“My every need,” and it was amazing how supercilious that rooster could get, Child, “Is provided by Man. Your every need is provided by scrounging around eating disgusting things and going half hungry when times are bad. Now, really, eagle, look at you and look at me. You fly about all day, looking for food, hunting it down, eating it (ugh), building or cleaning your nest, worrying about your eggs, worrying about even finding a mate – worrying and work all day long, every day, for the rest of your life. And then, having done this all to the point of exhaustion, you say that some sort of all-powerful ‘Father’ provides. Ha!”

“I don’t feel exhausted by it; I feel alive, I feel . . .”

“Pray, do not interrupt your betters. Now I, eagle, live a life of sophistication and ease. I want to eat? The finest corn is provided by Man. I want to sleep? Nothing could be more warm and safe than my roost in the coop. I want a mate? Well, you can witness for yourself the bevy of beauties surrounding me . . .”
“Fatties,” Lire muttered.

The rooster glared. “The beauties surrounding me – a veritable harem of pleasure and delight. And because, dear boy, I do not have to focus my attentions and energies to such mundane tasks as survival, I have plenty of time to improve and exercise my mind in deep contemplation. I am a philosopher.” The rooster puffed his chest up and let out a bellowing crow. “You can never be what I am.”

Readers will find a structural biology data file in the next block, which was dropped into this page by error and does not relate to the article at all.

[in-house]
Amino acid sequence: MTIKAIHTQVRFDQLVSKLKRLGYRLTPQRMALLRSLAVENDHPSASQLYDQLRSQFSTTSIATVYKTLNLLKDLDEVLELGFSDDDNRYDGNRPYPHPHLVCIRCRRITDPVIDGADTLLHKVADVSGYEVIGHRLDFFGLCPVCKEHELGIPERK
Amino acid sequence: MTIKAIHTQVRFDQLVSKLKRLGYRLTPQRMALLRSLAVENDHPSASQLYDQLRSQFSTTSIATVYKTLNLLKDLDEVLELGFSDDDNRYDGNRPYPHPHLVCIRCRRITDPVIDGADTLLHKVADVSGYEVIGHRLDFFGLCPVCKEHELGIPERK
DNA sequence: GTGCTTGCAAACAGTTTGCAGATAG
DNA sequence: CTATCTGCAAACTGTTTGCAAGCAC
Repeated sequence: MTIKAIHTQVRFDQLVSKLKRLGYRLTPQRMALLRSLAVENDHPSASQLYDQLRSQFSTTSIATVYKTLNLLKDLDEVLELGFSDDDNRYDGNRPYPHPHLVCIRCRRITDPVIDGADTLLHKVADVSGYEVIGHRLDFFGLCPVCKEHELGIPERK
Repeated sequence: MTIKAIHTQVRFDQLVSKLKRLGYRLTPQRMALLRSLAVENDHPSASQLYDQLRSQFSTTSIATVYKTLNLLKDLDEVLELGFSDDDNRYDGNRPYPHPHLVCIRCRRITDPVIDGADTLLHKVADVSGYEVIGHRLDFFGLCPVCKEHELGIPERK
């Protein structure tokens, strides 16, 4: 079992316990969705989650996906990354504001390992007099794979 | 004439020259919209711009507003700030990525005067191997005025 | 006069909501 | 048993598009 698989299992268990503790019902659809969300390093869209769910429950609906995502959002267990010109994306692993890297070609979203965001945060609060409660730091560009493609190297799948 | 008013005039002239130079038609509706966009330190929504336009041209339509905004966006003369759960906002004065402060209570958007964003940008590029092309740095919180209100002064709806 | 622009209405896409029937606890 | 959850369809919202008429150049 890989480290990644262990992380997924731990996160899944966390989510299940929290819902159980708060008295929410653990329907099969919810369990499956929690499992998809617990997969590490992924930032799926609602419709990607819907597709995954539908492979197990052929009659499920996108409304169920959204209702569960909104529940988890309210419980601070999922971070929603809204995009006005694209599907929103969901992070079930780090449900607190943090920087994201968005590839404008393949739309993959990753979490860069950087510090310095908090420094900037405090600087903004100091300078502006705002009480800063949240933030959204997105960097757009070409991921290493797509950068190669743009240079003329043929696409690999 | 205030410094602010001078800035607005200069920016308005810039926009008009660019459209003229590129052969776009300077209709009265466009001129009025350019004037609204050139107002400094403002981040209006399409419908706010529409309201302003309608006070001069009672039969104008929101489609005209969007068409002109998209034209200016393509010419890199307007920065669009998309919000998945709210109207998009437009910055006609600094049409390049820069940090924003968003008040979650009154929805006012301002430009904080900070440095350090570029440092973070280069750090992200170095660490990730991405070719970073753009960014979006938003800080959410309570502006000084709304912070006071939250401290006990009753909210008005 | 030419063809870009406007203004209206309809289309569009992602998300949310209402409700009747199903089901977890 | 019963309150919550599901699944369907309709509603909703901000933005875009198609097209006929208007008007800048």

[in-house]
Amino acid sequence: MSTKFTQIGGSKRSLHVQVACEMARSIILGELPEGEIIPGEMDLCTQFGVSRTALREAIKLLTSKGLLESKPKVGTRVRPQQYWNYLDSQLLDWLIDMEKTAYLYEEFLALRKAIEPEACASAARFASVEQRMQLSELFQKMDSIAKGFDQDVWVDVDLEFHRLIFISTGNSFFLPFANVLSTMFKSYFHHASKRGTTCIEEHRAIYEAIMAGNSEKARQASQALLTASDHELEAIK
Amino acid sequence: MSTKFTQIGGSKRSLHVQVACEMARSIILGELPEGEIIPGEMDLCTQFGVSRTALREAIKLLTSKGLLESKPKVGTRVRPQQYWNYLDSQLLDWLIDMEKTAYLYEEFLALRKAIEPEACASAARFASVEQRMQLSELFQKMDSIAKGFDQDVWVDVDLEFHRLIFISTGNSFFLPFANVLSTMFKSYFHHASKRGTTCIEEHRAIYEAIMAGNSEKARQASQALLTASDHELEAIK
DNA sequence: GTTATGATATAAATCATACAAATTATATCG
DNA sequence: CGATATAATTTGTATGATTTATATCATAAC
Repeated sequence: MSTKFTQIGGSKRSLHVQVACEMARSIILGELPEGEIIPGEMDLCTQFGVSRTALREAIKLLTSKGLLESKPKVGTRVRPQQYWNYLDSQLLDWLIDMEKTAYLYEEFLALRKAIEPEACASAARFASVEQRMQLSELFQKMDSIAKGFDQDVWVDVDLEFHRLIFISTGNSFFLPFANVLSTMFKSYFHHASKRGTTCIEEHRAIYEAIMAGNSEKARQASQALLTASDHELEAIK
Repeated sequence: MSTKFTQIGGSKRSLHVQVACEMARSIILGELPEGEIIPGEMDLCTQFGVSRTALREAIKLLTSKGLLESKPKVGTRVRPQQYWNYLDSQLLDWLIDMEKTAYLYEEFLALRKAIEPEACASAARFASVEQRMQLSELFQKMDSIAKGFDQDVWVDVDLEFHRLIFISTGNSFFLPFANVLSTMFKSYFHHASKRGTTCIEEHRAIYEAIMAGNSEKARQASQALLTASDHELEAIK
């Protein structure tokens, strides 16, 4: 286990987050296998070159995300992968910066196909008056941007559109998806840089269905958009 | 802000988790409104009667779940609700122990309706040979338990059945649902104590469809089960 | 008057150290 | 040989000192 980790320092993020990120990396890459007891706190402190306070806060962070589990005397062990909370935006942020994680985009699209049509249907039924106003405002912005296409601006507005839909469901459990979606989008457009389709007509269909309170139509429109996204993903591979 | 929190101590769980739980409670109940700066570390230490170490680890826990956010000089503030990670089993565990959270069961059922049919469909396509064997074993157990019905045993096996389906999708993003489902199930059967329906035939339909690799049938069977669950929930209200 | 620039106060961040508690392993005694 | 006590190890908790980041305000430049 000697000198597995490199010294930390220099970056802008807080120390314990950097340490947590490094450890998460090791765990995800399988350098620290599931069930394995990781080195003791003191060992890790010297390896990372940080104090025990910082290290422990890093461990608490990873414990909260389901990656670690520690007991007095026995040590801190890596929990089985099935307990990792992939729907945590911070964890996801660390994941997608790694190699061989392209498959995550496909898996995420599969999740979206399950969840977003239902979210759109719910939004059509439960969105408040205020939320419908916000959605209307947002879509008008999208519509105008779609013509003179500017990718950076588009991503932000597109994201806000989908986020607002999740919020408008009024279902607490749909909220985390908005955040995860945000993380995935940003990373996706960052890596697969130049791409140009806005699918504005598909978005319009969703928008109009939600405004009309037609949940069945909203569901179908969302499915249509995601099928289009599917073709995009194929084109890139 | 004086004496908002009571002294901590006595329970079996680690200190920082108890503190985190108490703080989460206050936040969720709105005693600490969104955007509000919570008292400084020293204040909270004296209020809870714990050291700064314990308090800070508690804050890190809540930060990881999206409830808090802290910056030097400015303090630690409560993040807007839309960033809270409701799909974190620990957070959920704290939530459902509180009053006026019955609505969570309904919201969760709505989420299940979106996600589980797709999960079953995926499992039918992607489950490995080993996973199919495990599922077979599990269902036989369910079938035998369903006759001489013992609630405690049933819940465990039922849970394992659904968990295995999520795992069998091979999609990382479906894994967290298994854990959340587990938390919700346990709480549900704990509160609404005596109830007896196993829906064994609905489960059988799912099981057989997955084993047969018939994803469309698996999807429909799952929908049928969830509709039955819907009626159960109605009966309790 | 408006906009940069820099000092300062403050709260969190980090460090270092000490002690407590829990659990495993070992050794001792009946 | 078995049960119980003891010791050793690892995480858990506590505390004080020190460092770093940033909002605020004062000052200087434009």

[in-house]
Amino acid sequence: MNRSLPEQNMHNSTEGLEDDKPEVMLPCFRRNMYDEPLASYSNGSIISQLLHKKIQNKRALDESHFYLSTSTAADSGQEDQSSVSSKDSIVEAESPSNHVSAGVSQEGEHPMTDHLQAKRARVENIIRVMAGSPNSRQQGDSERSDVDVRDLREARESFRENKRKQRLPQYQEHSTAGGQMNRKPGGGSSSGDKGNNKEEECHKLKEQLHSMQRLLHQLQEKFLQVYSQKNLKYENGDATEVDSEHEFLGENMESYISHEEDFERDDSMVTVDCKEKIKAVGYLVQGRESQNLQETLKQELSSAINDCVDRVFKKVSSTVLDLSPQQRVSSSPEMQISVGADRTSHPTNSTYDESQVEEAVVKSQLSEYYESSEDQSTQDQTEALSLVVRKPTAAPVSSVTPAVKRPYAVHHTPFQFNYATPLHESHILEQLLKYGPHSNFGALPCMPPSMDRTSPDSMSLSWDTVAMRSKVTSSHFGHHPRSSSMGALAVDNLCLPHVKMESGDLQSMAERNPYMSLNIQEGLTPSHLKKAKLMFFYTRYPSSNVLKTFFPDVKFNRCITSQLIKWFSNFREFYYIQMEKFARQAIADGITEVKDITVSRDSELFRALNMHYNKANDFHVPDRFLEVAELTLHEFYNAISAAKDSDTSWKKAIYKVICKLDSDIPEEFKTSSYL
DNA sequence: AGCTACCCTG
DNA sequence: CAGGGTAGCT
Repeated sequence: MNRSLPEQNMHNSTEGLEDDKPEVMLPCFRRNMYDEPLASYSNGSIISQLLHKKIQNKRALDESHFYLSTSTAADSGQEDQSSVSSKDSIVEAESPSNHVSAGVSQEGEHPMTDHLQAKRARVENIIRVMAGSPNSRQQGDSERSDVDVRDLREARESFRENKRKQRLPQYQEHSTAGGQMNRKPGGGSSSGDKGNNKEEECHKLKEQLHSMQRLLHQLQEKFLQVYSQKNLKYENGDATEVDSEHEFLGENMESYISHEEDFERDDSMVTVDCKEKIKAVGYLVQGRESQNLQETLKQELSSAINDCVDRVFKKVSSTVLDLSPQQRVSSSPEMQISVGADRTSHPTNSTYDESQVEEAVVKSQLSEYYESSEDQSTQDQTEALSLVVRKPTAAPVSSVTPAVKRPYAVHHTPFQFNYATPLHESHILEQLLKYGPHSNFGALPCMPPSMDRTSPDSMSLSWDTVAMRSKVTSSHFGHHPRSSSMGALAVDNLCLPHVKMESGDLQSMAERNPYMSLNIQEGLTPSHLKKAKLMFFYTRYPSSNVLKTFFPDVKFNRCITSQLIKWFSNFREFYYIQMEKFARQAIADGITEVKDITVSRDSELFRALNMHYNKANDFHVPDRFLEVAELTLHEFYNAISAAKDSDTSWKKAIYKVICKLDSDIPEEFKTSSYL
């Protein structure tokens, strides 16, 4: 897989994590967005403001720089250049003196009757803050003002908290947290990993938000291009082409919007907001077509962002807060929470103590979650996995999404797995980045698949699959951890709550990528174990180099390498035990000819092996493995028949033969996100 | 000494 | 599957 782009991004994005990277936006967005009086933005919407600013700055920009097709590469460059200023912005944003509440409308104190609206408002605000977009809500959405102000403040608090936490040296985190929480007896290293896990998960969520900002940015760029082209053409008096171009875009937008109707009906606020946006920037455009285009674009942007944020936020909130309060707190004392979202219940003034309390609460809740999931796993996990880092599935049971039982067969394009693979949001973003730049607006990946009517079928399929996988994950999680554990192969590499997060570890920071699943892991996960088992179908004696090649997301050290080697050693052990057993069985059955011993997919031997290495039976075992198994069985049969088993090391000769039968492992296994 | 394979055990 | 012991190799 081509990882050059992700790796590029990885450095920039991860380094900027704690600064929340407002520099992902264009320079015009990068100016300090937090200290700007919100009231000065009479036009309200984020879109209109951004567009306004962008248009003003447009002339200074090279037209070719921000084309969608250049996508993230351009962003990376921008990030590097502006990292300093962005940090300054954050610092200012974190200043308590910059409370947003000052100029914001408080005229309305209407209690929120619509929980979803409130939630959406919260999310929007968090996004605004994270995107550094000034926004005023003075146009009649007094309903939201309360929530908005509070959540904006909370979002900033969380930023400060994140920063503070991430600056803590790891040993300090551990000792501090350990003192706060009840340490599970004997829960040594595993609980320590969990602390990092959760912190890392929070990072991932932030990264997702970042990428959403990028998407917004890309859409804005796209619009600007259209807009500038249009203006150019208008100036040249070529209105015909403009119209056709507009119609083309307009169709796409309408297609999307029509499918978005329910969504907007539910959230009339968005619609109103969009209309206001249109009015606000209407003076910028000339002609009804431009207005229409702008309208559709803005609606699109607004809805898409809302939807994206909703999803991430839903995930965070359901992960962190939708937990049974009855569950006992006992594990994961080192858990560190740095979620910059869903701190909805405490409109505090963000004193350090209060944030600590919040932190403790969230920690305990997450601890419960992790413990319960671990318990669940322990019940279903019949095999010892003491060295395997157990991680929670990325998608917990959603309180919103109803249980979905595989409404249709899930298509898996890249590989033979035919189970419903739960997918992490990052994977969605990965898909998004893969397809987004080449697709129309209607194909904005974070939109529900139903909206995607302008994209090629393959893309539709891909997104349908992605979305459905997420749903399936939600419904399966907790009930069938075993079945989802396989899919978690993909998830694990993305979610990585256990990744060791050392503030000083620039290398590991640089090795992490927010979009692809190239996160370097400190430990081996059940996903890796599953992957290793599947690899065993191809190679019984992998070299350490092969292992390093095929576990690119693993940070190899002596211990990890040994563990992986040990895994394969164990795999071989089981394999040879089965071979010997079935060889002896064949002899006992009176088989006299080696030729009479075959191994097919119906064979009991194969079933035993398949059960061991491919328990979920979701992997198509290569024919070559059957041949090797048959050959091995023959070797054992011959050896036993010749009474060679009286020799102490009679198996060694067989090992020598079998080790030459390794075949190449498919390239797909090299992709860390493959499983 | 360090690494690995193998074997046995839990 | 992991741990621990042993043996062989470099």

Now, Child, Lire was feeling pretty low at this point. The rooster was right on many of the things. He did spend a lot of time hunting, and he was searching for a mate, and he did worry that his eventual progeny would fall prey to the wily egg-thieves of the mountains. He said good-bye to the rooster and sadly flew back to his mountaintop, which did, all of a sudden seem rugged and cruel rather than exhilarating. When he shivered in a rocky crag that night, he thought a little wistfully of the rooster’s snug coop.

Lire did not want to go back to the farm, but he did. He went the next day, and the day after that, and the day after that. With every trip he became more impressed by the rooster’s secure situation and more humbled by his elegant condescension. In his aerie home, Lire would practice walking, trying to perfect the rooster’s barnyard strut.

Child, Lire began to court a young she-eagle named Ara. She was beautiful, proud and fierce, and Lire hungered after her with all his heart. But, Ara was a practical bird. She became more and more frustrated with his trips down the mountain.

“Why you’d ever want to spend your time in the valley, I’ll never understand,” she said once in exasperation, “It smells bad down there.”

“I dunno,” Lire demurred. “Ara, don’t you ever wish for a better life than what we have on this mountain?”

“What could be better than the clean air and magnificent views of this mountain?” Ara returned. “Can’t you just hear Father up here?”

“Hmmm . . . yes . . . Father,” Lire replied, with a guilty sideways glance.